I went out for lunch at Snarf's, as part of my farewell tour, then returned to get the van picked up to move to San Francisco. (I picked up a rental car at the airport when I arrived, so I still had my own transportation.) A guy showed up in a car transporter, a big semi stacked with cars on the back, including several cars with the Bolder Boulder logo on them. He expertly maneuvered the truck through the small residential neighborhood, then drove several of the cars off the truck to adjust the available space to fit the van. I watched for a while as he moved the cars around, then headed back inside.

The movers finished packing by mid-afternoon and left. I grabbed my laptop and headed to local coffee shop Tod's (another part of my farewell tour), where I pretended to work for a bit, then headed downtown to the Boulder Bookstore. I met a group of runners at Chautauqua, including one of my former coworkers who suggested I tag along. We ran/walked up to Royal Arch and back down again. I've been to Royal Arch many times but I couldn't help but think of my visit to the arch the day I graduated from high school, on Memorial Day weekend in 1998.

After the run, I ate supper at Tokyo Joe's, then returned home to finish packing: taking apart the cubicle desks, painting over one last hole in the wall in the master bedroom, and dragging all of the storage boxes out of the crawl space so the movers would actually be able to load them the next day.

The movers showed up Wednesday morning to load everything into the moving truck. The driver started by walking through the house, inventorying all of the boxes and furniture and everything that would be loaded into the truck, marking everything down on a sheet and putting barcode stickers on everything. The truck blocked the end of my street, but given the length of the full-size moving truck and the under-speced size of the street, it would have been difficult to do anything else. The movers carried everything into the truck, dismantling furniture where they had to so it would fit. I answered questions (mostly of the form "does this go", to which the answer was usually "yes") and generally kept out of the way while they worked, while I tried to work a little as well. I met an old coworker for lunch, at the mostly-Japanese pan-Asian restaurant in Gunbarrel, and returned home to watch the movers wrap up by mid-afternoon.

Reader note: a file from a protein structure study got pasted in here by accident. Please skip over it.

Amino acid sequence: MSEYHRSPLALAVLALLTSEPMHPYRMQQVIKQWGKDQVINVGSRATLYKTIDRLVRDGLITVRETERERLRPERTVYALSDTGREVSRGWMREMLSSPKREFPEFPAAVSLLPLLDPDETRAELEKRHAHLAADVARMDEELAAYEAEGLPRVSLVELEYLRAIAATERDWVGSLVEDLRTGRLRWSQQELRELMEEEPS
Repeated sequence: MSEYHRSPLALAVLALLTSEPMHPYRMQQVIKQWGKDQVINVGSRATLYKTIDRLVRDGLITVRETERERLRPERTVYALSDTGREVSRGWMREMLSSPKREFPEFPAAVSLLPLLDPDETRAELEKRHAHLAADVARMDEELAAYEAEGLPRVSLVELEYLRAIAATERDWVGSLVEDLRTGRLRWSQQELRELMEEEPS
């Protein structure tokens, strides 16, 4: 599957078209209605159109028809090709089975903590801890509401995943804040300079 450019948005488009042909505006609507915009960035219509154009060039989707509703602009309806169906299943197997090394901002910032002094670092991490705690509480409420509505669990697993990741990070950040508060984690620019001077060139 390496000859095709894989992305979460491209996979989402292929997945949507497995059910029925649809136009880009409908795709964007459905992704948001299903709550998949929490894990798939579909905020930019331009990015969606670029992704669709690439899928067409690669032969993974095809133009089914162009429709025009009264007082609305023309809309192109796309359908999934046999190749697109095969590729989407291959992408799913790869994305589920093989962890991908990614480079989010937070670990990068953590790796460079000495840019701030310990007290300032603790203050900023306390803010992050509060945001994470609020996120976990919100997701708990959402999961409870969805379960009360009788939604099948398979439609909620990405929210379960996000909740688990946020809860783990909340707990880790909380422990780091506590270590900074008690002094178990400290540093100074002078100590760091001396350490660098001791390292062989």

I had a few things left to do that night -- pack up the stuff I'd be taking with me on the plane and disposing of the last few things the movers uncovered while packing and loading that they wouldn't load. But the one thing I really wanted to do was add Trail Ridge Road in Rocky Mountain National Park to my farewell tour. I drove my rental car up US-36 through Estes Park, through the Trail River Road entrance, using the park pass I bought last year, and drove along Trail Ridge Road as it climbed above treeline. I stopped and walked through the snow and gaped at the mountains -- the mountains that I've loved for years that I'm now leaving behind.

Trail Ridge Road through a rear-view mirror
Trail Ridge Road through a rear-view mirror

I turned around at the road's high point and headed back to civilization, watching the road disappear in my rear-view mirror. The metaphor was so literal that I had to stop and get a picture.

Mount Julian et al
Mount Julian et al

I ate supper in Estes Park and headed home one last time. I slept on a sleeping bag in the now-empty master bedroom. The empty house was uncanny, a shell of its old self. I could see the flaws in the paint, where the baseboards had been bumped by vacuums and furniture and children; the dust where the beds and shelves used to be. The house was still dirty (and would be cleaned by our normal cleaners the next day, after I left but before the new owners took possession), but I knew we had left it in better condition than we bought it in. The house had been good to us for the four years we owned it, and we had been good to it.

House on Glendale Gulch Circle with dumpster
House on Glendale Gulch Circle with dumpster

On Thursday morning I threw out the rest of the trash that had accumulated around the house, packed up my sleeping bag, and left the house for good. I dropped by household hazardous waste again with a bunch of cleaning supplies that had missed my first purge. I headed to my new employer's Boulder office for most of the day, then swung by Boulder Public Library to drop off one last book, and Comcast to drop off the cable modem, before driving to DIA, dropping off my rental car, and flying home to San Francisco.

Beaver Creek under an airplane wing
Beaver Creek under an airplane wing